In some negative news for the Russian economy, it was reported today that the European Union had extended by six months a visa ban and asset freeze targeting several close associates of Russian President Vladimir Putin and others involved in Russia’s annexation of Crimea and other territorial disputes in Ukraine. The EU in a statement said that the assessment of the situation did not justify a change in the regime of the current sanctions imposed on the Russian economy. It is important to point towards the fact that 28 nation European Union coordinated its sanctions in close cooperation with Washington. The extension of sanctions came amid continued unrest in eastern Ukraine throughout the year.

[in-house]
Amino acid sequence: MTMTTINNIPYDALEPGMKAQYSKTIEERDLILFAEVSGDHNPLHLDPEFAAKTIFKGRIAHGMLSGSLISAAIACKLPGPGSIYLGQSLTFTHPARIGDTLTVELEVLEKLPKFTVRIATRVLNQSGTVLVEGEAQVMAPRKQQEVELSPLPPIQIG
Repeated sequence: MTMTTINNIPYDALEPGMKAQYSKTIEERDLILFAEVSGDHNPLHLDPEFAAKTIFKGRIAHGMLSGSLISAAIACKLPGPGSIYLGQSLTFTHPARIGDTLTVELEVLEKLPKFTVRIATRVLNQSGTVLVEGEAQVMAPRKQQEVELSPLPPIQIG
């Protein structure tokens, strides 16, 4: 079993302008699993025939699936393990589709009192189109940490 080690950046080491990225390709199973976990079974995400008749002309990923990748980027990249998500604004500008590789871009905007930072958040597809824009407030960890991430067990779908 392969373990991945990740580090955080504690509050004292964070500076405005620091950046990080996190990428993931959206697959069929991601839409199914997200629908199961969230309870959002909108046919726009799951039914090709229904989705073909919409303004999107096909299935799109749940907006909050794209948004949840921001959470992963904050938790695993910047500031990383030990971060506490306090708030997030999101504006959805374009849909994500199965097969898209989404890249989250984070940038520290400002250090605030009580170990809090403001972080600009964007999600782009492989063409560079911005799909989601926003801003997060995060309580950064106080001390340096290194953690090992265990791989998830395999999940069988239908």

It is imperative to state that despite a ceasefire being declared in February, both Ukrainian troops and the Russia backed separatists have been carrying out artillery strikes until both sides pledged anew to implement a truce from September 1. Kiev and several other Western countries have accused Russia of backing the separatists with arms and other support, a charge which has been vehemently by Moscow. It is important to point towards the fact that separate sanctions on trade and investment with Russia run until the end of January.
It is important to point towards the fact that the Russian economy is on the verge of entering into a recession on the back of the sharp plunge in crude oil prices. The sanctions have made it difficult for Russian companies to get access to capital which has affected the capital investment plans in the economy. The rouble has been one of the worst performing emerging market currencies which has led to high inflation in the economy and impacted the consumption pattern in the Russian economy. Many believe that if oil prices remain low, Russia could head towards a default.